Steven Spurrier and his famous Judgement of Paris certainly helped put Californian wines on the world map. But some 40 plus years later it is the work of James Hocking and the exclusively Californian wine merchants, The Vineyard Cellars, along with other Californian specialists, that ensures the modern California is being celebrated and promoted every day of the week. We caught up with Hocking to find out more about his love affair with Californian wine.
Whilst other countries appear to be turning away from the UK, Californian producers are only still waking up to the huge opportunities for their wines here, which is good news for James Hocking and The Vineyard Cellars.
There are many in the UK wine trade whose blood turned cold when the result of the EU referendum came in during the early hours of June 24 last year.
But for James Hocking, wine buying director of The Vineyard Cellars, it was even more of a look away moment for it meant virtually all of his wines had just got 15% more expensive. “We had to do a 15% price hike.”he recalls. Or should that be recoils.
For when it comes to specialist wine suppliers they don’t get much more exclusive than the Vineyard Cellars. There are some brave wholesalers who only work with one country, but few who take it down to one region.
That said California is an exception to the rule considering it overtook France to become the world’s sixth-largest economy in 2016 with a growth domestic product of $2.42 trillion, according to the International Monetary Fund. Which when you consider India is the eighth-largest with $2.09 trillion is quite a piece of the pie.
That, though, was not very comforting to Hocking last June. Even though he can personally lay claim to being responsible for a fair few of the dollars being re-invested back at least in to the wineries and producers of California.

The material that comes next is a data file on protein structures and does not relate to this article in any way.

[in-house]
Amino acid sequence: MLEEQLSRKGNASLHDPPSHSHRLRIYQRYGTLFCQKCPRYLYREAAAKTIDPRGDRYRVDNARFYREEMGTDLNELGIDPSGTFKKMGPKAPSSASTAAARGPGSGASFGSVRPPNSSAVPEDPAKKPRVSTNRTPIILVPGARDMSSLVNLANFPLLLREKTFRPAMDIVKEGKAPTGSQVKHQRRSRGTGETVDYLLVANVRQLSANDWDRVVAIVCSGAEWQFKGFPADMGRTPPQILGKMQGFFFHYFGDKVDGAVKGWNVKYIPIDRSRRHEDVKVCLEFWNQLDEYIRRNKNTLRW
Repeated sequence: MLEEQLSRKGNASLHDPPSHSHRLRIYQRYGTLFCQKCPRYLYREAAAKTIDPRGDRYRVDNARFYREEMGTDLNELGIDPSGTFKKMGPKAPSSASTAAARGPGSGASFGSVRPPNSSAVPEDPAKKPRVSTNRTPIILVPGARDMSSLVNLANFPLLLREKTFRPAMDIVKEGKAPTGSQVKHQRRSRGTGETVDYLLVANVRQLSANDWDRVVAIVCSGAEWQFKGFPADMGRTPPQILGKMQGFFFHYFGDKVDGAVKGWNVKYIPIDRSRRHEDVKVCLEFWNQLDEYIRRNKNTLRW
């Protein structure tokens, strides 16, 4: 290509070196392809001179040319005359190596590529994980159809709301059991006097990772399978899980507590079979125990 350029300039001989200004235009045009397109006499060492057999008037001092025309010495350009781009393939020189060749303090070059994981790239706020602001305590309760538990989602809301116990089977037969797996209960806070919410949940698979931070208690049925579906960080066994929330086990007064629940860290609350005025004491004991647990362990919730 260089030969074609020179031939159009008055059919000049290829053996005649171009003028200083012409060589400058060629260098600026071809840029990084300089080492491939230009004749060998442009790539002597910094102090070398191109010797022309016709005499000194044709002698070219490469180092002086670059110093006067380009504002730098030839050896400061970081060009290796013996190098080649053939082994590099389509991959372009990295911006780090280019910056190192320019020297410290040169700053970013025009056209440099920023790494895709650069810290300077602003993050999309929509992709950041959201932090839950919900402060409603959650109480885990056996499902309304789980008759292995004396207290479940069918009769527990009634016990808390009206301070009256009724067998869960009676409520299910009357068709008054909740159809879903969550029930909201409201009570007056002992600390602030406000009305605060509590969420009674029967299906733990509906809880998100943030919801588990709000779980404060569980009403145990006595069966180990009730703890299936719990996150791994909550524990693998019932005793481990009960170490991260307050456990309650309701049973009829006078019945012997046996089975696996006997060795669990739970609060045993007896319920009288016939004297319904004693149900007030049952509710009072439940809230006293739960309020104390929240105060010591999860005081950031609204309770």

If California really is going to finally win over the hearts and minds of the great English wine buying public (and that means the trade as well as the consumer) then Hocking should be one of the first in the queue when it comes to handing out the medals. Alongside, of course, Sir Peter Michael, the power behind not only the Vineyard Cellars but The Vineyard hotel in Newbury and a highly respected Californian wine producer in his own right, with the Sir Peter Michael Winery, in Knights Valley in Sonoma.
Together they have been pushing, probing and promoting Californian fine wines in every possible nook, crack and corner of the UK on-trade. But it has not been as easy as some of California’s other exports.
Hard to grow
For all the power, pizzazz and persuasion of the Californian wine industry, the category outside of the major supermarket, Zinfandel and blush-driven brands, has remained stubbornly and frustratingly hard to really grow outside of its core, committed and, yes, slowly maturing, following.
For those that get California there is no looking back. For those that don’t, it is still the same issues of price, style, and alcohol levels that remain the major stumbling blocks.